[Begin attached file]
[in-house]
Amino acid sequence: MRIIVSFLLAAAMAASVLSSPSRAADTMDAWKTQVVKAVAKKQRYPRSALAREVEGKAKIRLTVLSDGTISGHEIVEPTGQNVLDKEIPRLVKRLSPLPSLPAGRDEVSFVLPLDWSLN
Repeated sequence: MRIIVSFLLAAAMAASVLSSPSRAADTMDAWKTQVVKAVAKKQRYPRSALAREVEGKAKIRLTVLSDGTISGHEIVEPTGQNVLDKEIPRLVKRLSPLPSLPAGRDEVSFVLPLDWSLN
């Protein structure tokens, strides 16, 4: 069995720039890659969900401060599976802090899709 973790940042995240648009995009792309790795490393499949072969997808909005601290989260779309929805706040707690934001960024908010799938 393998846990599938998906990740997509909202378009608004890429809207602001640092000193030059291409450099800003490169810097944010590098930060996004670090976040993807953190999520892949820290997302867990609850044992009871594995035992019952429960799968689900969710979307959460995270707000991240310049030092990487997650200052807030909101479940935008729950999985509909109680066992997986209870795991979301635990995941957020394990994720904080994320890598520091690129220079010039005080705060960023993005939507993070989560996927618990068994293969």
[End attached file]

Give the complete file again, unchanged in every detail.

[in-house]
Amino acid sequence: MRIIVSFLLAAAMAASVLSSPSRAADTMDAWKTQVVKAVAKKQRYPRSALAREVEGKAKIRLTVLSDGTISGHEIVEPTGQNVLDKEIPRLVKRLSPLPSLPAGRDEVSFVLPLDWSLN
Repeated sequence: MRIIVSFLLAAAMAASVLSSPSRAADTMDAWKTQVVKAVAKKQRYPRSALAREVEGKAKIRLTVLSDGTISGHEIVEPTGQNVLDKEIPRLVKRLSPLPSLPAGRDEVSFVLPLDWSLN
């Protein structure tokens, strides 16, 4: 069995720039890659969900401060599976802090899709 973790940042995240648009995009792309790795490393499949072969997808909005601290989260779309929805706040707690934001960024908010799938 393998846990599938998906990740997509909202378009608004890429809207602001640092000193030059291409450099800003490169810097944010590098930060996004670090976040993807953190999520892949820290997302867990609850044992009871594995035992019952429960799968689900969710979307959460995270707000991240310049030092990487997650200052807030909101479940935008729950999985509909109680066992997986209870795991979301635990995941957020394990994720904080994320890598520091690129220079010039005080705060960023993005939507993070989560996927618990068994293969």